But as we approach Australia Day particularly, I want to look at the reason we celebrate in the first place. I have heard the throwaway line – it’s the day Australia was settled. And in those few words lies the problem. It was the day the Europeans arrived, ran up a flag and proclaimed that the British Empire would build a nation. However there were already settlements and nations all over the land we now call Australia. Of course they were the first Australians. When we look at the first picture we see the ceremony with the flag, the officials standing around about listening to proclamations and prayers. However, the second picture shows us the other folks that we don’t see represented in the first picture. These were the first Australian indigenous people whose land the Europeans were laying claim to. From that day to this, a lot of history has taken place, but usually we only focus on the part that represents from the European (particularly the British) point of view. So when we come to Australia day we of white British descent can give a cheer and thank God for this great land, and for all the good things that we enjoy by way of provisions and freedoms. But while British colonial settlers were successful in building a great future for their white descendents, what was constructed for the indigenous population was characterised by some very ugly history, if we choose to look at it.
Now I am about to enter contentious waters. Come with me a little way – it will be OK. In 1938 at the 150th anniversary Australia Day celebrations, a small group of courageous aboriginal people staged a silent demonstration, proclaiming the day as a day of mourning. This group was led by a William Cooper and his nephew, Douglas Nichols. They weren’t saying ‘Europeans have stolen our land’; nor were they saying, ‘Europeans go back to where you came from’. What they were saying was, ‘let us be a part of the nation you have built’. This was the beginning of Australia’s own civil rights movement where this group had written a petition to the King asking that Aboriginals be given civil rights: to be counted, to be allowed to have a say over their own affairs, to vote, to be allowed to go into the public swimming pool, for their returned soldiers to be allowed admittance to the RSL clubs. At that time they were still having children being taken from them indiscriminately, and they were only allowed to live on certain reserves. They were not allowed to move around from those reserves, nor were they allowed any say on how the reserves were run. All of that was left to white overseers. Some were benevolent, some were cruel and unkind. William Cooper begged his nephew, Douglas Nichols, to use his influence to help their people. Doug Nichols was the first indigenous professional football player in Victoria. He was reluctantly accepted by the VFL(they couldn’t refuse his skill), but he was refused the usual rub-downs that all other football players received. But he persisted in the game, and eventually joined his uncle in the cause. After he finished his football career, he became a Christian minister, and using his influence he pursued the cause of equal rights for his people. It is an inspiring story of Australia’s civil rights leader – he is our Nelson Mandela; he is our Martin Luther King. Why don’t we know much about him? Perhaps you do, but if you don’t, I strongly encourage you to take a look at a TV documentary you will find on You Tube. It is from the series ‘First Australians’ produced for SBS. This episode is called ‘A Fair Go for a Dark Race’, directed by Beck Cole.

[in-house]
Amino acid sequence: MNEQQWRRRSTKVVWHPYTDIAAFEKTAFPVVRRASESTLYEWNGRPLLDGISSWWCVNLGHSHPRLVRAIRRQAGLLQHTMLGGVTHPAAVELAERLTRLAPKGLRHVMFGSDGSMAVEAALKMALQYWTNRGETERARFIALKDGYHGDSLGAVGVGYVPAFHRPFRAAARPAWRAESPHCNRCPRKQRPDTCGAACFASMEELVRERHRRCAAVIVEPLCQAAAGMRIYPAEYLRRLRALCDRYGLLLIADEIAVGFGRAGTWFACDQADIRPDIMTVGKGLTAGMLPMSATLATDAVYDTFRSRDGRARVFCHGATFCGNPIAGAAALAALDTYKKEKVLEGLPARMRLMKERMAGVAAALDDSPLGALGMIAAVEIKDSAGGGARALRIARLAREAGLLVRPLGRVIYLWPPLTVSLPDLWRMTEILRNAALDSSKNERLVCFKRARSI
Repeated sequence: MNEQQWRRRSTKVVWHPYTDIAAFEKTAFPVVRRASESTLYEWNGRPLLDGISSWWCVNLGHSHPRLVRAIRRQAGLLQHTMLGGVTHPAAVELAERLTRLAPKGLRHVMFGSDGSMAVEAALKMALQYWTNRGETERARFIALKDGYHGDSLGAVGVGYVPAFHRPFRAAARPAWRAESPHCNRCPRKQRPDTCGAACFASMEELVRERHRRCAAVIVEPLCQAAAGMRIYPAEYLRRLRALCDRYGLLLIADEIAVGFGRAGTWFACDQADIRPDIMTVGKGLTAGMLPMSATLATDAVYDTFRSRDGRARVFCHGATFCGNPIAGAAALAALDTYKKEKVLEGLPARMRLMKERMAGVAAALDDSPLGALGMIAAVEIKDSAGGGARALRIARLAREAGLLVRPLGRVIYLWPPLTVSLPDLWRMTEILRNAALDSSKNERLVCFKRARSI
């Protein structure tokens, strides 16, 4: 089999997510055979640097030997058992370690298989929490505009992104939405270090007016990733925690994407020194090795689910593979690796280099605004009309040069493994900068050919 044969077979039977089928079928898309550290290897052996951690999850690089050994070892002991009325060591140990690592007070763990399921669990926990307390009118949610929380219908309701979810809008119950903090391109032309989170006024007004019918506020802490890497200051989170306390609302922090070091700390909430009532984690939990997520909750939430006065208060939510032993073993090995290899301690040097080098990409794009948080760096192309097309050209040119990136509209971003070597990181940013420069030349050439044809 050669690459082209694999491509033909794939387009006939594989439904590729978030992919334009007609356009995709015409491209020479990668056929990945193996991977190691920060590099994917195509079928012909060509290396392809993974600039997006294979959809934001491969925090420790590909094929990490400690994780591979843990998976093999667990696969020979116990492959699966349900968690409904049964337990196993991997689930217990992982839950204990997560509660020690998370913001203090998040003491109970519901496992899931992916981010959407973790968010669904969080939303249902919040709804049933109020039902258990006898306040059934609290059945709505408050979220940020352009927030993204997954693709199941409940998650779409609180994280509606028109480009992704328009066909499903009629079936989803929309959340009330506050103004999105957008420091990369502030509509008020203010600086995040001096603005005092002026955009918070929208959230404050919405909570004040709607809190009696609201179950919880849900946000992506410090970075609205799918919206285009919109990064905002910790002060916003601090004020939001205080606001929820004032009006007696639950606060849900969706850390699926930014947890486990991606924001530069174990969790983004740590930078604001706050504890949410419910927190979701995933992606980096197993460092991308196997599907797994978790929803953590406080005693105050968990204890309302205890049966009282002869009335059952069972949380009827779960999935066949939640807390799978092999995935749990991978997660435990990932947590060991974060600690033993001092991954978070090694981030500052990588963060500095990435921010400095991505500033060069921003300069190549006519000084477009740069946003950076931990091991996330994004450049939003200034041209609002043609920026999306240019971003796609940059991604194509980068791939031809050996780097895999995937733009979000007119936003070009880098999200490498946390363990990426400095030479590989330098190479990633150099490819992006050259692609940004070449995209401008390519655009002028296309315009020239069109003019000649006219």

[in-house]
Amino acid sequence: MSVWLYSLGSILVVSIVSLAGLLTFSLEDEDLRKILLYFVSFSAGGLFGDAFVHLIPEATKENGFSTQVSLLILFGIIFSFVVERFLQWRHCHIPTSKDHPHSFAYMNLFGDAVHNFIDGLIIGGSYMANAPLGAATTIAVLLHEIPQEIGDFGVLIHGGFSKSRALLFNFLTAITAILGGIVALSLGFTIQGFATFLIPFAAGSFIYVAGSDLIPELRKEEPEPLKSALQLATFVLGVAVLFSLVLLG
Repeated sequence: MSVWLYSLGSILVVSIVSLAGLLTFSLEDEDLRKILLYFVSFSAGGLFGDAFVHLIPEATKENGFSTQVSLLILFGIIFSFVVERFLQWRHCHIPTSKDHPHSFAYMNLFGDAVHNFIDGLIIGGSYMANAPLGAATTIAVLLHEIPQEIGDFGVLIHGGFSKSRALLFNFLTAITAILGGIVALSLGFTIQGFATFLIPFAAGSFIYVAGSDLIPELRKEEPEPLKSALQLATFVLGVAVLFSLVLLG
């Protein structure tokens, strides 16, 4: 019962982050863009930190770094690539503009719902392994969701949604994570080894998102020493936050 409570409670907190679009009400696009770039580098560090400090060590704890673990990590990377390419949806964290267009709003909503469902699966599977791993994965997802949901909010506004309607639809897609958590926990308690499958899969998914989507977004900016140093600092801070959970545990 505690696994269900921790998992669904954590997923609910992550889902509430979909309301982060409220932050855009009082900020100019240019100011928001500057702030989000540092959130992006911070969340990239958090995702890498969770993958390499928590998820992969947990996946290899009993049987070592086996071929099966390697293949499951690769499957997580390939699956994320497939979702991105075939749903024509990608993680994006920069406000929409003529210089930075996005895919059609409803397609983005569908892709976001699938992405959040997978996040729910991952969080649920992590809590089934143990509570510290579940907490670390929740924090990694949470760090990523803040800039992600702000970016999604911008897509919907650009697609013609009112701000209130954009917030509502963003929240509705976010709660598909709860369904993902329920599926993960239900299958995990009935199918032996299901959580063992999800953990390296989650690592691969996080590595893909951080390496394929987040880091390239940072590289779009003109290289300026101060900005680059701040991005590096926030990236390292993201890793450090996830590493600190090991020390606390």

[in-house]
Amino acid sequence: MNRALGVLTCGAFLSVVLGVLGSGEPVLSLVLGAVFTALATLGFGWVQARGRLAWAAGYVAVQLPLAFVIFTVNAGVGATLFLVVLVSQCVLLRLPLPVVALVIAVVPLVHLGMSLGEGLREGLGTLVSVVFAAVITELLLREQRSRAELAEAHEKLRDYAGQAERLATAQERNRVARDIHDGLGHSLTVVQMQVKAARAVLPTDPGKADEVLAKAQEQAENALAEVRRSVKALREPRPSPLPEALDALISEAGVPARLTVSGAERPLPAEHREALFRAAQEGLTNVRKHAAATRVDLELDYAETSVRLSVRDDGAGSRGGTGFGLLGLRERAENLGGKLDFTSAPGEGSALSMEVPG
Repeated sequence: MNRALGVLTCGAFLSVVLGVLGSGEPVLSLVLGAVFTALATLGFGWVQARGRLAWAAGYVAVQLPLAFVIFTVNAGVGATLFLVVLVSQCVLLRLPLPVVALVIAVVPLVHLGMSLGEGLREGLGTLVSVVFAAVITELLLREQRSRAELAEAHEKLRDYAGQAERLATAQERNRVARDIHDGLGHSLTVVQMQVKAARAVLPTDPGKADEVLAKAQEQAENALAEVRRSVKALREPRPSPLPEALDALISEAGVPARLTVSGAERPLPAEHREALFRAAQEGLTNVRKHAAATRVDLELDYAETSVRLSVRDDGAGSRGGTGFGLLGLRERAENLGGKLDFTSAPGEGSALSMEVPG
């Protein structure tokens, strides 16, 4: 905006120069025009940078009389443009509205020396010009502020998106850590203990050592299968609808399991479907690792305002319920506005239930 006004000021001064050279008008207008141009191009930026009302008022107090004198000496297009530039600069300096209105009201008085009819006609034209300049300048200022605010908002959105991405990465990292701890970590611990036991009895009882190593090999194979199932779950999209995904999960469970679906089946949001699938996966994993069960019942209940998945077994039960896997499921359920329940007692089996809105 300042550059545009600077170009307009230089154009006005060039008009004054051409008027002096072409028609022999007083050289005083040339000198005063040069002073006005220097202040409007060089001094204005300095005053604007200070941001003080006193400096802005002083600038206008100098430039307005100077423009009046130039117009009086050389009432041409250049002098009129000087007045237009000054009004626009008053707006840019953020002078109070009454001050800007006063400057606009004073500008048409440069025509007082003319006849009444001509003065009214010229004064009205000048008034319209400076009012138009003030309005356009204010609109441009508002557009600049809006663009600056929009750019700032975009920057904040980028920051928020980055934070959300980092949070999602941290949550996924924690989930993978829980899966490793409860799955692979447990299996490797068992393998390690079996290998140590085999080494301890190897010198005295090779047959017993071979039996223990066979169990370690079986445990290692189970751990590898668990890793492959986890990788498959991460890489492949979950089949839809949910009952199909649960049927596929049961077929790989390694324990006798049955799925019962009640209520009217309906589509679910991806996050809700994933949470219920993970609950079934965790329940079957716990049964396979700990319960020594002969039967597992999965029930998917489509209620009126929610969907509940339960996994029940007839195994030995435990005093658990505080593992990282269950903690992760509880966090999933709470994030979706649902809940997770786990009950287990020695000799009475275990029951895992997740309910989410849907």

This Australia Day as you enjoy your chops and sausages with good old tomato sauce (translation ketchup for American friends), and you cheer wildly while the Aussie’s beat the Poms in the cricket, don’t forget to give a nod of recognition to the other points of view. In our country today there are many different cultural and ethnic backgrounds represented. Sometimes their experiences have not been so great. Perhaps we could offer a prayer for our government and for our people, that we can find the course of grace and wisdom that will help us travel difficult roads together towards a more loving and accepting time.
Author of Cora Villa, Mellington Hall, For All Time and The 'Heart of Green Valley' series
These thoughts were bought to you by Meredith Resce at 2:00 AM
Labels: Australia Day; First Australians; Australian Civil Rights; Douglas Nichols; Racism; William Cooper